A user guide for your knees courtesy of the NY Times

A user guide for your knees courtesy of the NY Times

Do you ever wonder why some people have knee problems while others don’t?

The NY Times recently offered a section that discusses the function of the knees as well as the anatomy and some exercises that you can do to strengthen the structures surrounding the knees.

The knee is actually a pully system, that relies on the kneecap for leverage to move the leg.  It also relies on foot posture and symmetry both in the feet and hips, to equally distribute the weight from one leg to another.  Finally, for proper knee function, the hips, and pelvis muscle be level which allows for a properly functioning core region.

A stable core is not established by doing constant exercises alone.   Tight fascia must be loosened in the legs and back and any asymmetries from the ground up should be balanced.  Foot orthotics is the best accepted way of balancing mechanical asymmetries from the ground up, however, foot drills can help tone and train weak feet and calves.

Proper shoe fit can also be a cause of knee pain because it will restrict appropriate movement of the foot and its articulations.

The calf and the leg act as shock absorbers.  If tissues in the calves and hips have shortened and tightened, this affects the core and distorts it.  The effect is that motion in the feet is compromised which also compromises motion in the hips.  These forces are felt in the knees.

Your local chiropractor will perform a holistic evaluation to determine how the knee and the surrounding structures are functioning.  One of the easiest at home tests you can do to determine risk for knee pain is a simple squat.  When you do this, can you get down without dipping or shaking? Can you stand on one leg for 30 seconds without falling over is a second excellent self test to determine core stability.  When you see your knees buckle or rotate to the side, you will understand how your current level of function affects your knees.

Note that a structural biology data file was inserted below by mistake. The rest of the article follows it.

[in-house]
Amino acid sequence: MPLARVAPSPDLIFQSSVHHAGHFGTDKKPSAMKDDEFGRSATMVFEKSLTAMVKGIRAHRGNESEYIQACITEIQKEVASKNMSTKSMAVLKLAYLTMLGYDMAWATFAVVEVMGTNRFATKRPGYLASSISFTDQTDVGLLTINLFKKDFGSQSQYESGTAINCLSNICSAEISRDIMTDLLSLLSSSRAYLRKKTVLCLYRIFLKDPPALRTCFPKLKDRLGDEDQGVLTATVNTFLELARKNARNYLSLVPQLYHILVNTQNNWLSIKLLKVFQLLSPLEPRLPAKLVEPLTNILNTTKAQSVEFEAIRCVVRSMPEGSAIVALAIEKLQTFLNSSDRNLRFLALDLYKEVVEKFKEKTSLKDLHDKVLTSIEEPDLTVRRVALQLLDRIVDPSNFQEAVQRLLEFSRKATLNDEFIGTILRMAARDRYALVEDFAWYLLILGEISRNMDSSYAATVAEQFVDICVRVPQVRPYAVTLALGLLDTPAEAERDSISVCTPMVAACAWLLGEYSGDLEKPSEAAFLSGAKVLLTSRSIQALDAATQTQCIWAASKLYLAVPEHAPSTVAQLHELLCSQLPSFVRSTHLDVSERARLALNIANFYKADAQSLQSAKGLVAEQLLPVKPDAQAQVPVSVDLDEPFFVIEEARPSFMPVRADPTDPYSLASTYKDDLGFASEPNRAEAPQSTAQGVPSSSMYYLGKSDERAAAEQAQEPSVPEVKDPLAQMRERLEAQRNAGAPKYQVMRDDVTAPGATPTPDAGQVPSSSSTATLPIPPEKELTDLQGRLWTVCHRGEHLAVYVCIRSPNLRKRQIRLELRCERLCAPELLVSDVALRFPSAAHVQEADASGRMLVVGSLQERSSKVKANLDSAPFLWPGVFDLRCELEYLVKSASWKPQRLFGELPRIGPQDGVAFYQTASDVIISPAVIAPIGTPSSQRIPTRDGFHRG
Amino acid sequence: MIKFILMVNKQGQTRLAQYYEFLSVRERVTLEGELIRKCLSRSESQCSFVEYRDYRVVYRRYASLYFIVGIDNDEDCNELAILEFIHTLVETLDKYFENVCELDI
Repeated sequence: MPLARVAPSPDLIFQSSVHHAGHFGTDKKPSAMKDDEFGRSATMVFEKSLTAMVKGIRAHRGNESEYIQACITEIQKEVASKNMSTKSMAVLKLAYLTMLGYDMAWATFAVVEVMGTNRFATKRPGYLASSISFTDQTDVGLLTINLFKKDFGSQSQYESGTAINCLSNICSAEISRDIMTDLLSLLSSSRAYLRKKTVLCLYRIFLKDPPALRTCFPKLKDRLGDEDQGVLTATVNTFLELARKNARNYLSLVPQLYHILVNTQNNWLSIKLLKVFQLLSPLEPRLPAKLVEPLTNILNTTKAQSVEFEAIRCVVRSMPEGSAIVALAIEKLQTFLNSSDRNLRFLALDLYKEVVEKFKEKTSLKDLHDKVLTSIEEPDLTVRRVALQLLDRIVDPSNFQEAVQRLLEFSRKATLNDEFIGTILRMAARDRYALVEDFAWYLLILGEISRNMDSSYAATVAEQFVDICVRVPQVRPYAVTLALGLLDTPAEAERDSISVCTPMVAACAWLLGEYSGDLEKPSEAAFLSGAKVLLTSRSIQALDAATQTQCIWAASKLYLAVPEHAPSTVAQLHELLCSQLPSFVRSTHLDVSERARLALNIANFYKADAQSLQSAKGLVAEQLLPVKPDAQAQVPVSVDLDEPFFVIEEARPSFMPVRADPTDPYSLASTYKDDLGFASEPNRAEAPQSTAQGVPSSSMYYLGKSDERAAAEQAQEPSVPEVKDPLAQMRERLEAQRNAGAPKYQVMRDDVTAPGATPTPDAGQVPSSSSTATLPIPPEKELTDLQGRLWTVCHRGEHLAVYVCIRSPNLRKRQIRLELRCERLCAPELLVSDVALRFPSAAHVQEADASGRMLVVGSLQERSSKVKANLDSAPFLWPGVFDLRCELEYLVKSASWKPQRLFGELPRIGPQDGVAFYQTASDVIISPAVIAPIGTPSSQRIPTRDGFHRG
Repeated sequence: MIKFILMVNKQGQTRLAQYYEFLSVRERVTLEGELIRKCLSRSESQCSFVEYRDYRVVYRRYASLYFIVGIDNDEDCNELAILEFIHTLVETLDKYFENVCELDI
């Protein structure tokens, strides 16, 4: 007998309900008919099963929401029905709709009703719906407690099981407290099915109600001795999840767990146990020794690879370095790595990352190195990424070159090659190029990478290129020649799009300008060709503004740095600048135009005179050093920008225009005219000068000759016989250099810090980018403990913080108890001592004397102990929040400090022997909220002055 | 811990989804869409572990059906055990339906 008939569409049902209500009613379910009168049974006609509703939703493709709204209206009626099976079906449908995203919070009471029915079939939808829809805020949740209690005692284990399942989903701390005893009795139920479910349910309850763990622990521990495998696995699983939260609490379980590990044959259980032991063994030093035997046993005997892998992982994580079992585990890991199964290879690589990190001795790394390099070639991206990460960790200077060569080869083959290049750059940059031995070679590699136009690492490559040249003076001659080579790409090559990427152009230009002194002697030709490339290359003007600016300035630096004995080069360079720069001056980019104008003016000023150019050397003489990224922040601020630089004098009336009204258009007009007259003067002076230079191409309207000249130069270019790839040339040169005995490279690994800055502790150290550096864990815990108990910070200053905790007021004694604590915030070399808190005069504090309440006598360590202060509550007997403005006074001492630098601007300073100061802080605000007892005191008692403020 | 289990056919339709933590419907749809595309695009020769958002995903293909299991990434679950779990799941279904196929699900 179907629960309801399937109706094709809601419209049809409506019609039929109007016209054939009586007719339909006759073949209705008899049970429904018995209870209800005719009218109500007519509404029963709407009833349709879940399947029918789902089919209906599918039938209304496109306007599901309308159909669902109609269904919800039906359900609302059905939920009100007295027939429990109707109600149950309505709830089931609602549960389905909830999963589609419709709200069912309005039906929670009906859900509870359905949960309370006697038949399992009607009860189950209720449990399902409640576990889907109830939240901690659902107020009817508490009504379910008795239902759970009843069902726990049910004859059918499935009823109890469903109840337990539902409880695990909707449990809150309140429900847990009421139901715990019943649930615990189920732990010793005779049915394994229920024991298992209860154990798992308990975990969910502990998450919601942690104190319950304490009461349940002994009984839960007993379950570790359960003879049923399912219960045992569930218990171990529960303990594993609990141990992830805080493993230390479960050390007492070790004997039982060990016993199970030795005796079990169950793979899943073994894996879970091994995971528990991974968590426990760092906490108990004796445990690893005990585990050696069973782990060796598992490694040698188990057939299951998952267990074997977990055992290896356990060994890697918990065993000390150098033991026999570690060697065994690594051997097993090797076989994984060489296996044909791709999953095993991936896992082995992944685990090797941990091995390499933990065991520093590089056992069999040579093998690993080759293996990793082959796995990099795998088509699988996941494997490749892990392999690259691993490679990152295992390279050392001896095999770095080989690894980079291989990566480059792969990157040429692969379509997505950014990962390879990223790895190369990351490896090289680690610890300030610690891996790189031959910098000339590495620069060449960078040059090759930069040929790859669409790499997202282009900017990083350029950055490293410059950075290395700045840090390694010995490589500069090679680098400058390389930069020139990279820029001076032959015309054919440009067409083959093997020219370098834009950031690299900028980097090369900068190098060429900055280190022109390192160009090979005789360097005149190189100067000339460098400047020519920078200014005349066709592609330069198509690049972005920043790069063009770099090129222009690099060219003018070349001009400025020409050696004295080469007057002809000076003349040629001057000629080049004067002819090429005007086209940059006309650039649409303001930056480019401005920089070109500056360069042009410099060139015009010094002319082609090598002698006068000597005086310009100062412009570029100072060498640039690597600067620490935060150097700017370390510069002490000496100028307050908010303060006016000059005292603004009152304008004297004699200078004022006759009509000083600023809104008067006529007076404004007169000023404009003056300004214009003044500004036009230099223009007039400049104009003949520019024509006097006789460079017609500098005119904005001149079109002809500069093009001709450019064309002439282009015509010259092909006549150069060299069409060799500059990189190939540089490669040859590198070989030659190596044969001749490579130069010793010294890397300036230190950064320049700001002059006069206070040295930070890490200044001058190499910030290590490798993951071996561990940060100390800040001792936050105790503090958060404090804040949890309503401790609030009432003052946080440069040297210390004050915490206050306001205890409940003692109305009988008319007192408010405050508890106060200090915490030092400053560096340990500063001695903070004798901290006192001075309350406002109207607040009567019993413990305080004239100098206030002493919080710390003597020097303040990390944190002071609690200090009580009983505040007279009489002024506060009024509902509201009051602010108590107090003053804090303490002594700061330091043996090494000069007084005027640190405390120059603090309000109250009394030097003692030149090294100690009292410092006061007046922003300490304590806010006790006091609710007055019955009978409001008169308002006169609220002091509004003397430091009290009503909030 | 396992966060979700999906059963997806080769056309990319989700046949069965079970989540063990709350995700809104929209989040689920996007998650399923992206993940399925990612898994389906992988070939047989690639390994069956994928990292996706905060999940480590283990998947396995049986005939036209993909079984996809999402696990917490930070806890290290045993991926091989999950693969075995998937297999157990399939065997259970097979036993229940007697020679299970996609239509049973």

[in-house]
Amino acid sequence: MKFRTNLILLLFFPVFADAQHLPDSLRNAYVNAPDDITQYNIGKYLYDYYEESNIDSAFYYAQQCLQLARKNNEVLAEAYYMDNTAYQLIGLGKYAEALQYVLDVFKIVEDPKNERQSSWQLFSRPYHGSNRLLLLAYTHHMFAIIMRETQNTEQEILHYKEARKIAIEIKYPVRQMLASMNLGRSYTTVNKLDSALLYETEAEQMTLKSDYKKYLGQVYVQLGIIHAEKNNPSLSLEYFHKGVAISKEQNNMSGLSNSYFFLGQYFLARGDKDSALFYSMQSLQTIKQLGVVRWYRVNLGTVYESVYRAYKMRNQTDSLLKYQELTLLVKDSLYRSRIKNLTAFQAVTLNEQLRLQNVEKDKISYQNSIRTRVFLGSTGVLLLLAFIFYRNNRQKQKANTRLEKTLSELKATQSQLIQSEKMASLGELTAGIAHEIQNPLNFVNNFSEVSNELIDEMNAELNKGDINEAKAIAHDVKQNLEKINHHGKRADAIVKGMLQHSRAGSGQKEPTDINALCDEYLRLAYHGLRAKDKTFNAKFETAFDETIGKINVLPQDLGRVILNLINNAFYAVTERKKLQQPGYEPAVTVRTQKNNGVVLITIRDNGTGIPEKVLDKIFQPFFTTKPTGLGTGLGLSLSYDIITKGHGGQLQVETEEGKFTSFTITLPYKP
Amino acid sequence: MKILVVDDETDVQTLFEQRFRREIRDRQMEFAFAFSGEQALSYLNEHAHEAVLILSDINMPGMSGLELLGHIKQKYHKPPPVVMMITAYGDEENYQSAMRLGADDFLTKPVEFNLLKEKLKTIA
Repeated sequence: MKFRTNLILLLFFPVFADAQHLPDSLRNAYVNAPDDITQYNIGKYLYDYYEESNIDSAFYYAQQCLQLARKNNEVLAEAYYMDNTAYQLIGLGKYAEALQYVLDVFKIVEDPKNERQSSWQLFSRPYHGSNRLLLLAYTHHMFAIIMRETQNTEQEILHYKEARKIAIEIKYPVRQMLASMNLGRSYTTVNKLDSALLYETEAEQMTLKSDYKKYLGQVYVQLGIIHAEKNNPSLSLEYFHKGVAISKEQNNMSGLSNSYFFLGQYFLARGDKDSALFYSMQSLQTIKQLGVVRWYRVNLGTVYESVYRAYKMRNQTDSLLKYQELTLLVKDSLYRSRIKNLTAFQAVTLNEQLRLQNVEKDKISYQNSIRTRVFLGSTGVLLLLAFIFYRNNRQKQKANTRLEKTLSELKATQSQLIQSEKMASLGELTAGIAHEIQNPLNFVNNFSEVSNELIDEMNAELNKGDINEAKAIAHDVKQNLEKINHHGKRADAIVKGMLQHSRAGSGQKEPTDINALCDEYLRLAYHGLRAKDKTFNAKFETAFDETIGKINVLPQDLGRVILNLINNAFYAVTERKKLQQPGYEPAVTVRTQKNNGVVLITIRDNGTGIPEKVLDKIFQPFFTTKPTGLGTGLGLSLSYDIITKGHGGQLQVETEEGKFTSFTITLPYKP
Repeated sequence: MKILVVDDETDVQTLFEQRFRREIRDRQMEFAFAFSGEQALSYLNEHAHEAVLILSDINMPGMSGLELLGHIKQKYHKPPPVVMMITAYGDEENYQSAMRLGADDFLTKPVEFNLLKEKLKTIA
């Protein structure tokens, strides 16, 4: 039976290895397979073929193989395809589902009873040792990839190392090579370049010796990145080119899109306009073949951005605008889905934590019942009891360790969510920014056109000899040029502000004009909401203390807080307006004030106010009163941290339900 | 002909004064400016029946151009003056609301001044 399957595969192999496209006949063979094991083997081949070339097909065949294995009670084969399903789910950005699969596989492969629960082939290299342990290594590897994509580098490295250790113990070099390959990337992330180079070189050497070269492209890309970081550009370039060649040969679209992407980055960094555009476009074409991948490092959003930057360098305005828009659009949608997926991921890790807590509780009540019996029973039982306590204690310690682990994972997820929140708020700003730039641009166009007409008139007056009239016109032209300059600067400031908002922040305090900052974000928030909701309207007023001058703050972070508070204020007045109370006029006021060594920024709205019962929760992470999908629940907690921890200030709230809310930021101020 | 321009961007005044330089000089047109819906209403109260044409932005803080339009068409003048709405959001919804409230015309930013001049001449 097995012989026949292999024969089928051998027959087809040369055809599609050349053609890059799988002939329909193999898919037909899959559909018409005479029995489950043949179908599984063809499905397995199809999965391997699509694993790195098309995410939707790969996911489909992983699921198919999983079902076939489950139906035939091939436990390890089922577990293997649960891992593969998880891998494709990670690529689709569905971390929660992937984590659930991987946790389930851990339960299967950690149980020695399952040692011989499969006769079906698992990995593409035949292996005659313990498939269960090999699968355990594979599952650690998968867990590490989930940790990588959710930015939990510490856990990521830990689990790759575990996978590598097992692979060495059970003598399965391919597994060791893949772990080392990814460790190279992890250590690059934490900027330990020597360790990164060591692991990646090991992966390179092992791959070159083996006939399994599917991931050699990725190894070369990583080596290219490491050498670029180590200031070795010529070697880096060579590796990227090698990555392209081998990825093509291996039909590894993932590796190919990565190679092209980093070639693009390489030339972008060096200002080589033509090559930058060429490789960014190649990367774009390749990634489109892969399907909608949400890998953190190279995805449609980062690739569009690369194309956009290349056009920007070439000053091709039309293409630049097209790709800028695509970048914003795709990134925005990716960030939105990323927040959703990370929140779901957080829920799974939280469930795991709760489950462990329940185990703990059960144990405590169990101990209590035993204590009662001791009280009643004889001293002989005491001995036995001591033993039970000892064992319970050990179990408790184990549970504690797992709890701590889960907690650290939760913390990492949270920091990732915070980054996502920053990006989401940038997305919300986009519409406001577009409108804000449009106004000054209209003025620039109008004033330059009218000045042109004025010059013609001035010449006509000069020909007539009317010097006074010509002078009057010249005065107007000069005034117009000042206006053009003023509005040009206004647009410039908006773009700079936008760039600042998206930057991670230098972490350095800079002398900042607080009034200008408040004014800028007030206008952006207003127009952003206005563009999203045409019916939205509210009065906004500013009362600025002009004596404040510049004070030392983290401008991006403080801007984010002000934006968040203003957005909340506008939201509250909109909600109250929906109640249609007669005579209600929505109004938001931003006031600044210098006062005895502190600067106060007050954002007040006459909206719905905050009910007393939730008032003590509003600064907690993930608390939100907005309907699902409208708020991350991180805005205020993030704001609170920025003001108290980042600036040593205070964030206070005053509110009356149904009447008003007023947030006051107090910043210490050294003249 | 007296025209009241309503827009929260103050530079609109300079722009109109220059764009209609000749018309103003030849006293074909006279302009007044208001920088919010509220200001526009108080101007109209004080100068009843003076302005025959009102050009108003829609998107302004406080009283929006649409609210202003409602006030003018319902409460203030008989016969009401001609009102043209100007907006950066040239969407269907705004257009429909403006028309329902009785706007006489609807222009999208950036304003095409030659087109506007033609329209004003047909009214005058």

Devices such as wraps can be used to improve kneecap tracking, however, this works on the symptom which may actually be a foot or a hip or back related problem.  Eventually, the device will not be effective as the problem in the knee worsens over time.  See a professional that will evaluate your body mechanics, not just your knee. A sports  chiropractor is your best choice since they will do a holistic evaluation (look at everything) and the can help you understand why your knees are sore or symptomatic.

Check out the NY Times article on the knee

A User Manual for Your Knees

By Dr. Jordan Metzl

Your knee routinely feels the force of five to eight times your body weight with every step, making it the most taxed joint of the human body. A knee is designed to withstand millions of steps during a lifetime, but sometimes all that stress can cause your knees to break down. What can you do to prevent knee pain? And stop the pain you may already feel? We’ve designed our knee guide to teach you how to keep knees working for years to come.

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